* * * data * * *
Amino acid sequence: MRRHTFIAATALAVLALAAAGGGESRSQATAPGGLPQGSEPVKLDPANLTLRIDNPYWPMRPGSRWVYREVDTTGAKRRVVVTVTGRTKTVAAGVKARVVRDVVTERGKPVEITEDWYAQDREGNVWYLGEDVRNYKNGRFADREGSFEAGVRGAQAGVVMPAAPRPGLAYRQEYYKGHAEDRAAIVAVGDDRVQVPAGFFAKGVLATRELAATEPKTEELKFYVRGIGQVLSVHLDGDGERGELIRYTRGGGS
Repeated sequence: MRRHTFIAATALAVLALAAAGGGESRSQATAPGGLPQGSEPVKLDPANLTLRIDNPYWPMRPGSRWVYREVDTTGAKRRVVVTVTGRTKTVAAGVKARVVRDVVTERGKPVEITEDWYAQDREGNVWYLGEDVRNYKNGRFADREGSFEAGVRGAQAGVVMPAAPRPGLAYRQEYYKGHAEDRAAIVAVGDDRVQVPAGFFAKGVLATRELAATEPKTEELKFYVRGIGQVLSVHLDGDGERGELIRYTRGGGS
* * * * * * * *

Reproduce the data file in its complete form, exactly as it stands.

Amino acid sequence: MRRHTFIAATALAVLALAAAGGGESRSQATAPGGLPQGSEPVKLDPANLTLRIDNPYWPMRPGSRWVYREVDTTGAKRRVVVTVTGRTKTVAAGVKARVVRDVVTERGKPVEITEDWYAQDREGNVWYLGEDVRNYKNGRFADREGSFEAGVRGAQAGVVMPAAPRPGLAYRQEYYKGHAEDRAAIVAVGDDRVQVPAGFFAKGVLATRELAATEPKTEELKFYVRGIGQVLSVHLDGDGERGELIRYTRGGGS
Repeated sequence: MRRHTFIAATALAVLALAAAGGGESRSQATAPGGLPQGSEPVKLDPANLTLRIDNPYWPMRPGSRWVYREVDTTGAKRRVVVTVTGRTKTVAAGVKARVVRDVVTERGKPVEITEDWYAQDREGNVWYLGEDVRNYKNGRFADREGSFEAGVRGAQAGVVMPAAPRPGLAYRQEYYKGHAEDRAAIVAVGDDRVQVPAGFFAKGVLATRELAATEPKTEELKFYVRGIGQVLSVHLDGDGERGELIRYTRGGGS